While Dr. Einstein's work focused on modifying the scans to reduce radiation exposure, Dr. Loftus' work focused on developing guidelines so that scans are used when they can obtain the best result (and, therefore, reduce or eliminate the need for additional scans). His study began as a quality improvement initiative designed to reduce radiation exposure in patients with aneurysmal subarachnoid hemorrhage (bleeding in the brain resulting from rupture of an artery or vein) – a population in whom the benefits of these scans greatly outweigh the potential harm.

Michael L. Loftus, M.D.
Michael L. Loftus, M.D.

His study concerned CT angiography (CTA) and CT perfusion studies, which offer more specialized imaging than standard CT scans of the head, but also expose patients to higher radiation doses. "Our goal is to use [these technologies] at optimal time points to maximize the benefit while minimizing the potential risks," said Dr. Loftus.

The researchers developed guidelines that describe the optimal time points to use the imaging studies and limits for the number of CTA and CT perfusion studies to be performed based on whether or not the patient is showing symptoms of subarachnoid hemorrhage (SAH) (such as a severe headache, vomiting, and confusion) and/or vasospasm (a spasm and constriction of blood vessels). The imaging guidelines were created by the neuro-radiologists in collaboration with physicians who order the studies, which Dr. Loftus said was essential for changing practice.

The algorithm included the following guidelines:

  • Patients without symptoms of aneurysmal SAH undergo a maximum of three CTA or CT perfusion examinations at 0-3, 6-8, and 10-14 days after aneurysmal SAH.
  • Patients with symptoms of aneurysmal SAH undergo an additional scan on the day of symptom onset for improved diagnostic accuracy for vasospasm.
  • Patients treated for vasospasm may undergo a follow-up scan 24-48 hours after treatment for assessment of adequate treatment response.
  • Importantly, the algorithm emphasizes end points in imaging these patients with CTA and CT perfusion, so as to limit further exposure to radiation.

Ten months after implementing the algorithm, the intervention was linked to a 32% reduction in the number of certain types of scans performed for each patient and a 12% decrease in overall radiation exposure. The study showed that "structured imaging guidelines can alter practice patterns when they are created in collaboration with the ordering physicians and they can result in improved utilization of imaging resources and improved patient safety." The findings were reported in the July issue of American Journal of Roentgenology (vol 195: 176-180).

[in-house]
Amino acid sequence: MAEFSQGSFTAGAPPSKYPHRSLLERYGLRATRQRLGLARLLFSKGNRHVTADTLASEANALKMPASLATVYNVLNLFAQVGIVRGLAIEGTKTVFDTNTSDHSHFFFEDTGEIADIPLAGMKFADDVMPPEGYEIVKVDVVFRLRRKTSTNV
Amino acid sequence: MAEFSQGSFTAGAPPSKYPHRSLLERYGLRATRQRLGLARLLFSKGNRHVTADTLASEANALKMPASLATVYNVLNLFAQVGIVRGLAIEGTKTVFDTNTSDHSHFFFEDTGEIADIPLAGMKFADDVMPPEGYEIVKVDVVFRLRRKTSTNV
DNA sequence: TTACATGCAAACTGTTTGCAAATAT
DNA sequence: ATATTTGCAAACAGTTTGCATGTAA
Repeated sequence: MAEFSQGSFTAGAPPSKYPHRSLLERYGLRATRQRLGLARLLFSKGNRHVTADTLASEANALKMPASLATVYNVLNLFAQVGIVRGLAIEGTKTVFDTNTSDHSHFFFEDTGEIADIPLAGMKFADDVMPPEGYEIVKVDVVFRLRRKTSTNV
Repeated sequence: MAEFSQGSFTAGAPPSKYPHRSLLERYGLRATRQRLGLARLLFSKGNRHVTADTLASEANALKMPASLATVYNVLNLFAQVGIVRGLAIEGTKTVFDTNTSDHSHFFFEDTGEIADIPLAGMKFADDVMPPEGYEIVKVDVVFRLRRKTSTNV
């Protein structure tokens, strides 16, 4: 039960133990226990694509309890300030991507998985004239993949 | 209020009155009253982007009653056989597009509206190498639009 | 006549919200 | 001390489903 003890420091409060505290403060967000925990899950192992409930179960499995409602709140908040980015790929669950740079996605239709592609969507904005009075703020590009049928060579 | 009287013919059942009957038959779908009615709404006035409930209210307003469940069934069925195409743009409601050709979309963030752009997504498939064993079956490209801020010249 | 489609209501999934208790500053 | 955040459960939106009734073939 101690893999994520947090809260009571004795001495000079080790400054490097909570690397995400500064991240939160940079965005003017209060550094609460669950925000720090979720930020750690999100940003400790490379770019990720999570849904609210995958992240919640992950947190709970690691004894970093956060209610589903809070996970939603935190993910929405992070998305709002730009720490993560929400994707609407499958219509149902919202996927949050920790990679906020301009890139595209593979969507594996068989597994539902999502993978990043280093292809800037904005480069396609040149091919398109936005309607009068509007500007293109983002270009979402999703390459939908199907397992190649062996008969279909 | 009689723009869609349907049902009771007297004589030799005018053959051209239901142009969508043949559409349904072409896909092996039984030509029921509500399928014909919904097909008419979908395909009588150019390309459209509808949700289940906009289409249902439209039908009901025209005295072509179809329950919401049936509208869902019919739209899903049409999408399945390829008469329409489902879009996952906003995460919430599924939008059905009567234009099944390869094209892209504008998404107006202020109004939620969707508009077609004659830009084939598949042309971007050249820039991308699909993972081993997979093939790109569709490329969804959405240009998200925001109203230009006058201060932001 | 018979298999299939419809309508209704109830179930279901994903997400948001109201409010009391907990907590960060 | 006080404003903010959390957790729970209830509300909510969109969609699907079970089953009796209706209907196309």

CT scan of a human brain
A CT scan revealing veins and arteries in a
human brain. (courtesy of Dr. Loftus)

Many of the risks of radiation exposure from medical imaging are theoretical at this point and are based on the assumption that large amounts of radiation are harmful and, thus, lesser amounts are associated with incrementally smaller risks, Dr. Loftus explained. The theoretical risks include delayed wound healing, erythema, carcinogenic effects, and congenital defects; these effects are typically not seen at the dose levels used for most medical imaging, according to Dr. Loftus. "The minimal theoretical risks are outweighed by the benefits of the information that an appropriately ordered scan provides, especially in patients with aneurysmal subarachnoid hemorrhage," he said. "However, a particular goal of our department focuses on radiation safety and reducing radiation exposure to patients without compromising image quality."

The researchers hope to apply the principles behind the algorithm to other patient populations that undergo a frequent number of scans or high dose scans. This study is one example of the Hospital's "emphasis on critically evaluating and analyzing everything we do in an effort to constantly improve patient outcomes and experiences," Dr. Loftus said.

Contributing faculty for this article:

Andrew J. Einstein, M.D. is an Assistant Attending Cardiologist at NewYork-Presbyterian/Columbia University Medical Center and an Assistant Professor in the Department of Medicine (Cardiology Division) and Department of Radiology at Columbia University College of Physicians and Surgeons.

Michael L. Loftus, M.D. is a radiology resident at NewYork-Presbyterian/Weill Cornell Medical Center.